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USA Radio
June 17, 2015

Across the Pond

By Jordan Wharf-Young


I love America. There are no two ways about it; I simply love the USA.

So to be able to go, for 4 weeks, to my ultimate destination, to travel around taking landscape pictures for a University project, sounded like the dream situation. And it most certainly was.

I arrived in Los Angeles on April 11th, 2015, after having planned my trip over the previous six months. I’d been to this neck of the woods before so I wasn’t too taken aback by the culture difference here from the UK, but I will never fail to be in awe of LA. I spent the first week here with a friend who travelled with me from London, we did all the usual things people do when they come to LA: relax on the beach, take a stroll through the parks, drive into the hills and see Hollywood. We also managed to take a trip to Coachella, which was single-handedly the greatest musical experience of my life. The great music, paired with Californian sunshine and stunning surroundings all came together to create an astonishing atmosphere that is far different from anything we have in the UK. After Coachella had ended, we drove back to Los Angeles, and spent another night before I took my friend back to the airport to fly home to London. I then drove 450 miles north-east to Zion National Park, to start the most epic road trip of my life.

[Insider Tip for LA: If you find yourself in Calabasas like we did, make sure you visit the King’s Fish House and try the Mahi Mahi. You won’t regret it!]

Zion and Bryce Canyon were the first two American National Parks that I had visited ever since my first trip to the USA back in 2011 when I visited Death Valley, so I knew that I was in for a treat. As soon as I arrived, the one thing that struck me was the colour. The sun here is so bright that it brings out the colour in the rocks, the trees and the sky. I’ve never seen rocks that are redder than the ones in Zion and Bryce Canyon National Parks. It’s a photographer’s paradise. Once I had stopped gawking at the rocks in Zion, I drove the short distance north along the I-15 towards Salt Lake City. Unfortunately, due to time constraints, I was only able to spend one night here, which meant I wasn’t able to experience this city in all its glory, but I will definitely come back. It seems like such a quaint city, with a remarkable history, and a glorious lake alongside it.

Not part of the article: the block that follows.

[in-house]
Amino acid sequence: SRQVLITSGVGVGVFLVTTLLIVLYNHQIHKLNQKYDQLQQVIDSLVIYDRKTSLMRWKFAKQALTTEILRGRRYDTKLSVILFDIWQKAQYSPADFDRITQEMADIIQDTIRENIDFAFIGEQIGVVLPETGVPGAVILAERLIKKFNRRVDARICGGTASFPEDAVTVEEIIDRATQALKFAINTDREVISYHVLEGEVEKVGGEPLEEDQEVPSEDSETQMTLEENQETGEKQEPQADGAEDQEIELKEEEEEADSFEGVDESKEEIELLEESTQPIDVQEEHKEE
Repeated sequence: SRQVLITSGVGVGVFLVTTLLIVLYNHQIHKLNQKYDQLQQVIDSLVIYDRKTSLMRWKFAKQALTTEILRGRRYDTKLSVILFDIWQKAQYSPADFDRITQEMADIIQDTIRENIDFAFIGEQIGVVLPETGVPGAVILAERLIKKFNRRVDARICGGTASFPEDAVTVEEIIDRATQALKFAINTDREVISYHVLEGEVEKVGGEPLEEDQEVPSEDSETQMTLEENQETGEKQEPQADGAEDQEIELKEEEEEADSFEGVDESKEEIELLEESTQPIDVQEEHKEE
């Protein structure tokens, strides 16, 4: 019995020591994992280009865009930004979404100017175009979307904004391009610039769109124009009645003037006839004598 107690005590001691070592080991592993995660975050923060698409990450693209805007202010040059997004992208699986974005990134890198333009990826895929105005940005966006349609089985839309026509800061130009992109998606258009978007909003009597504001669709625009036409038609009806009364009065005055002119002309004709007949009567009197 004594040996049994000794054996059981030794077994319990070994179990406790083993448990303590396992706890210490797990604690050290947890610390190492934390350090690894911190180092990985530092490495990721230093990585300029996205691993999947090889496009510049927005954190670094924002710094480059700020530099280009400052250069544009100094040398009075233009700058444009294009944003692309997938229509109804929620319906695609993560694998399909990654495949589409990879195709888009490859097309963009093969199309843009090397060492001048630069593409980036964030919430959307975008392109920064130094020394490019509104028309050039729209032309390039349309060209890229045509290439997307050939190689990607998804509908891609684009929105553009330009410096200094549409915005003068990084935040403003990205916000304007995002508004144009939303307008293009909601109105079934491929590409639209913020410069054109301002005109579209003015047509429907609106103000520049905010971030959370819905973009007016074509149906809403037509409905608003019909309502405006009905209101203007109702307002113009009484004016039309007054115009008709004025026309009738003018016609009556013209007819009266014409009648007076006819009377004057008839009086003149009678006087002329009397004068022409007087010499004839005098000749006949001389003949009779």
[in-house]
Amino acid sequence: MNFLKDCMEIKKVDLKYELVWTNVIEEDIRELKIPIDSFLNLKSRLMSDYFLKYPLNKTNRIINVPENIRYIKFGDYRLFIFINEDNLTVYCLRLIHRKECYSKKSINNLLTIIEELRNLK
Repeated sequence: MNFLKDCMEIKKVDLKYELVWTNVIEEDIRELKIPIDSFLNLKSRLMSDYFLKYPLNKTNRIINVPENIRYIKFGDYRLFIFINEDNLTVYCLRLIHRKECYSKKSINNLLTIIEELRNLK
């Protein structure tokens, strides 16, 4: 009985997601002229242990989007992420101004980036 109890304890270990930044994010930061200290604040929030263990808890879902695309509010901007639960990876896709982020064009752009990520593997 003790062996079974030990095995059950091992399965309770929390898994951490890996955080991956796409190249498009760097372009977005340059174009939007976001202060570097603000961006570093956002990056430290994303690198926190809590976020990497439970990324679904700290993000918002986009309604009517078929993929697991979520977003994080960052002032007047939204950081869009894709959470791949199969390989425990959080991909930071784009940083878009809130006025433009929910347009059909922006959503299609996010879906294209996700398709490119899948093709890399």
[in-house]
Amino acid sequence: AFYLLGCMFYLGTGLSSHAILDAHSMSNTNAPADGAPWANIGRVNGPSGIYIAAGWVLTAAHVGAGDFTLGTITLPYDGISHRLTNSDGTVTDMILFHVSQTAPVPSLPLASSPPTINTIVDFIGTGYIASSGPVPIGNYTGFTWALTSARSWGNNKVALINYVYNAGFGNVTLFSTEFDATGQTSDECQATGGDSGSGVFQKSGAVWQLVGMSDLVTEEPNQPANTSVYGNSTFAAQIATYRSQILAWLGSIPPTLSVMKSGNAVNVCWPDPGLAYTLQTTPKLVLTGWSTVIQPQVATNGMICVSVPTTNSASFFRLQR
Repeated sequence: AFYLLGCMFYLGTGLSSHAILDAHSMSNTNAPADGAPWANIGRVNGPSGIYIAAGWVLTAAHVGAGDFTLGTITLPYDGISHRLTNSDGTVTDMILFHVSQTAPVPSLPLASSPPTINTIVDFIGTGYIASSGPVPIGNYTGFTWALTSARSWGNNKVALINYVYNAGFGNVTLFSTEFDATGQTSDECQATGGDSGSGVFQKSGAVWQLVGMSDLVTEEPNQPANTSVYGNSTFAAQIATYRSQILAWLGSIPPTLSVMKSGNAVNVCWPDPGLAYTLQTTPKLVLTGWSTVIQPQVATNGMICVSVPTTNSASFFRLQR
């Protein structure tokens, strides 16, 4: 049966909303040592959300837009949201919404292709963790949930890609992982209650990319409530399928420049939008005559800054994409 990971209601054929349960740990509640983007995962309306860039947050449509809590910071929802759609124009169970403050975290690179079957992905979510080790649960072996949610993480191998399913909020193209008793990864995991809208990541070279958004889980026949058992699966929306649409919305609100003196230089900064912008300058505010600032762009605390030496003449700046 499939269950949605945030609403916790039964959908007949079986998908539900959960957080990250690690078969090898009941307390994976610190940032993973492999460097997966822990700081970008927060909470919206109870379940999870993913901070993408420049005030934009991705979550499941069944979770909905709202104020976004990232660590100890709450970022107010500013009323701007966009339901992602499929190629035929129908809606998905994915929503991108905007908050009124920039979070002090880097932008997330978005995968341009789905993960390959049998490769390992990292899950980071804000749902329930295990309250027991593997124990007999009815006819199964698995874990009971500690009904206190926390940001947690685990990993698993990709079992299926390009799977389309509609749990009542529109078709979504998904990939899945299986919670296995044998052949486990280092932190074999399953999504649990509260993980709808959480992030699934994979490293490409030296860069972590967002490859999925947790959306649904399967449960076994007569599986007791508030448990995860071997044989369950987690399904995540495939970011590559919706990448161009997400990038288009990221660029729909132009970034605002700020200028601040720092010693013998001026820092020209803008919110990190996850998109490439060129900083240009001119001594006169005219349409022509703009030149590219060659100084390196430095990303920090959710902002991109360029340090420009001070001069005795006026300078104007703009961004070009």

After Salt Lake City, I had my longest drive of the trip; 500 miles or so north to Glacier National Park. I took the scenic route through Idaho, along US-93 (following the Lewis and Clark Trail), crossing into Montana at the Lost Trail Pass, high in the Idahoan Rockies. I’d been told to see Lake McDonald when I arrived in Glacier so that was my first stop. Best decision I made on the whole trip. The water was so calm, that it reflected everything around it with a deep blue hue to it, and the trees were so still, that I could hear all the nature stirring around me. I’ll never forget Glacier.

[Insider Tip for Glacier: Visit during the summer, I visited here in late April and although the park was stunning and I had a great time, the park doesn’t technically open until mid-May so it meant not all the amenities and roads were open yet, which was a real shame!]

Following Glacier, I made a quick detour into Canada to see what is arguably the most recommended location to visit, Banff. I spent two days there, before crossing the border back into America to stay in Coeur d’Alene, Idaho. I feel like I am championing this place for everyone who lives there. It is one of the cleanest, friendliest, most welcoming cities I’ve visited, and it was so relaxed that it would definitely make sense to go there to get away from the big city.

Next up was Seattle, and I found myself falling in love all over again. My number one destination in the USA has always been Los Angeles, and in some ways it always will as it was the first place in the States that I visited 4 years ago, but Seattle is the right mix of West Coast lifestyle with East Coast values. I felt like I was in a smaller, West Coast version of New York City, which was odd. The oddest thing I found was that I actually felt at home in Seattle. There was just the right amount of London sophistication that I felt like I didn’t need to leave.

[Insider Tip for Seattle: Book your tickets for the Space Needle early in the morning for about 30 minutes before sunset that day and return at that time. You can watch the sun set from 560 feet above Seattle downtown.] 


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